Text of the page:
development because it provides too few adult patterns and keeps the young too much separated from the : workaday world. A closer tie-up ! between schooling and life is necessary, j

More Dates Needed

Two: Young people should make a wider range of social contacts if they are to develop normal personalities and pick out their life partners successfully.

“Where can I meet any young men j worth knowing?” is the stock question asked by a majority of the unmarried girls in every city. In the United States the school system hag become the principal matrimonial bureau. One of its limitations lies in the fact that hoys and girls tend to associate with fellow classmates—those of their own age. But marriage is not based on sameness of age. The average man married a girl three years younger than himself. Girls should therefore have the opportunity to associate with boys a few years older than themselves.

“When our class gives a party,” said the teacher of Sunday school girls about 16 years old, “we invite the Í men from the YMCA. They are some years older than the girls. The girls think these fellows are just wonderful, and that makes it unanimous! Everybody is satisfied!”

More dates are needed, and dates with more persons. The American Institute of Family Relations, questioning thousands of men discharged j from the Navy, found that the average j man, up to the normal age of marriage, j had “gone with" not more than six girls, and some of those only once or i twice. Sociologists say a young person I should know 25 or 50 of the other sex ; fairly well, in order to choose a mate j wisely. j

Three: Rural life should be made

more attractive.

“1 have been watching two areas in one of the prairie provinces,” a Dominion educator reports. “In one of 1 hese nothing has been provided for the young people. Organized activities that they can enjoy are almost nonexistent. The churches are feeble. The one motion picture theatre usually presents films four or five years old. Not only is there a high rate of juvenile delinquency in that area, but the* young people leave the farms as soon as they can, and go to the cities. Family life in this part of the province is deteriorating each year.

Training for Marriage

“Only a few hundred miles away is another area, no more fertile but much more prosperous. The country high schools are social centres for their neighborhoods.. The rural churches are rich in ideas to interest youth There are more organizations for young people than I have seen anywhere else. There is little juvenile delinquency, but a wholesome and democratic family life, lots of reasonably early marriages, and the young couples are gradually taking over the farms on the edges of their home district and spreading these patterns. There is mighty little divorce in that part of the province!”

Four: Specific education for marriage and parenthood are particularly needed because as life becomes more complicated each year, marriage becomes correspondingly more difficult.

Surveys by the Canadian Youth Commission, the Gallup Poll, and other agencies, show young people complaining that the schools have failed them more at this point than at any other. They agree with Dr. William Line of the University of Toronto: “We could do with a little more instruction in parenthood in our high schools and a little less algebra.”

“In our high school,” one young woman complained, “there was never the slightest suggestion that we might marry and have homes of our own. We were always told that we should prepare ourselves to be ‘independent.’ Most of the girls in my class still are! And they blame the school for it.”

Probably more harm than good resulted, however, in a high school where a class in family living was introduced -and put in charge of an unmarried teacher whom everyone considered the most warped individual on the staff. Making no such fatal error, another school introduced a similar course, taught by a woman who was herself happily married. Everyone knew she was doing a good job bringing up her own children and this inspired confidence.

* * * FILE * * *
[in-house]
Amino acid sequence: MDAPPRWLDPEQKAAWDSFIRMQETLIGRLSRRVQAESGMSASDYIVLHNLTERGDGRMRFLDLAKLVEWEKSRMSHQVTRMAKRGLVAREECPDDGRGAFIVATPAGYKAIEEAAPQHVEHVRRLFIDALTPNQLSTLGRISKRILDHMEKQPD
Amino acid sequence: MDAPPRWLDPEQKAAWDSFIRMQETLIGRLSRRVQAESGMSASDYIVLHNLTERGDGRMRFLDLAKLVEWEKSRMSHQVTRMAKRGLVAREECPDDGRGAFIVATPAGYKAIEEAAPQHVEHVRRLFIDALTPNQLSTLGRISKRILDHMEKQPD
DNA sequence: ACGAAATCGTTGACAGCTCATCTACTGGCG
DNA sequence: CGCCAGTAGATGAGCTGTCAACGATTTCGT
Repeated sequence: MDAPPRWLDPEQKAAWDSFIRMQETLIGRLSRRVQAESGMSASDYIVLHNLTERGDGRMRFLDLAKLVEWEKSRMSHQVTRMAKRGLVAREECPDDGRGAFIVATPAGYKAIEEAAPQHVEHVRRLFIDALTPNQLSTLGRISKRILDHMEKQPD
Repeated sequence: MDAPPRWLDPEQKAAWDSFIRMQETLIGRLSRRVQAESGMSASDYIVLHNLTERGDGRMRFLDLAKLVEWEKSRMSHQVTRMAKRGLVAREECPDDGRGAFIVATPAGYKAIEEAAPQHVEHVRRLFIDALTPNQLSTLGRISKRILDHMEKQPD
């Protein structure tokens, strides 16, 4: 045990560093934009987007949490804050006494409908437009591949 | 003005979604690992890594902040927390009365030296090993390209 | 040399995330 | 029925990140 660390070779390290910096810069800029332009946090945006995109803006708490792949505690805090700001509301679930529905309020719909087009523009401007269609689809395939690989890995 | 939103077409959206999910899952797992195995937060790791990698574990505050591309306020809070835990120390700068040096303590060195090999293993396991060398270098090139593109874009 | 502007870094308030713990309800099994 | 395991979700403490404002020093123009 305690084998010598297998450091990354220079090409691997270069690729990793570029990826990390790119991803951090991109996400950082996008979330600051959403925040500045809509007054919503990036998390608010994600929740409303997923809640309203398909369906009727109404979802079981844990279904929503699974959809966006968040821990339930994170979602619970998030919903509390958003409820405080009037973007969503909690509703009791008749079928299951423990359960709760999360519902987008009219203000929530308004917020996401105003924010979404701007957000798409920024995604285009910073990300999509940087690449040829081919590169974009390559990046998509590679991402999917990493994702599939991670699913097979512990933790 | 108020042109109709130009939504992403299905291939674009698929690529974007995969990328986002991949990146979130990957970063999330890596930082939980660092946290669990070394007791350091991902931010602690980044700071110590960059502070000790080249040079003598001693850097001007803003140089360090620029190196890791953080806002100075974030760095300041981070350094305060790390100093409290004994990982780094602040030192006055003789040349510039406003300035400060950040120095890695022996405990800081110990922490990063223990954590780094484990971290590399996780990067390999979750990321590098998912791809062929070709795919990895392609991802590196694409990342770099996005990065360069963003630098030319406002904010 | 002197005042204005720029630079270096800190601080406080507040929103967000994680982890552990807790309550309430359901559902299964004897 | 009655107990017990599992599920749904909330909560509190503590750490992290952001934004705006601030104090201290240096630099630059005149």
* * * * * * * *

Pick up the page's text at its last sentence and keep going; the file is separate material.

“We couldn’t ask a question that was too much for her,” one of her students enthused. The wholesome attitude and fund of information that she gave us has made the difference between success and failure for several girls I know.”

Scores of schools, doing a good job in this Way, prove that it can be done. All that is needed is to bring the other schools up to the level of the present best. But only a determined demand by parents and taxpayers will ensure this.

Follow-up Help

Five: Every community should provide special counseling services to help those individuals who meet unexpected problems in marriage and family life.

In larger cities, from Halifax to Vancouver, groups of citizens are already working on this need. Roman Catholic authorities have set up a Family Centre in Montreal with num-

erous other facilities in different parts ! of the Province of Quebec.

Other countries will watch with interest developments in Great Britain, where the Marriage Guidance Council, a voluntary agency, has already established representatives in a hundred cities. The Catholic Marriage Advisory Council is paralleling it on a smaller scale. A report to Parliament in February of this year urged, support of these services by the Treasury and the additional appointment of xriarriage welfare officers to serve with every court in the kingdom.

Toronto’s family court has long performed similar services. Each year some 3,000 couples lay their troubles before Judge H. S. Mott and his staff, who report that in three quarters of the cases they bring about an improvement in family relations. A few cities in the United States have staffed their courts in this way, while the American Institute of Family Relations has for the past 18 years offered help on a nonprofit basis.

Competent observation in the highdivorce areas indicates that an actual majority of all divorced persons would have been better off without the divorce if given help along other lines at the right time. There is nothing new about family counseling — what is needed is to make such services more general.

■Community’s Job

Six: The community should encourage family life by giving active support, not merely lip service, to the building of sound marriages.

“The family is the foundation of civilization,” the local board of education may solemnly declaim. “Every normal person should look forward to successful marriage and parenthood . . .” But this means worse than nothing if the same school board refuses to tolerate a married woman in the school system, promptly dismissing any woman teacher who dares to marry.

Every thoughtful person ought to watch conditions in his own community, to find out whether successful marriage is being presented as an evidence of superior personal qualifications and social status, or whether it is being disparaged and penalized. He might ask, for instance: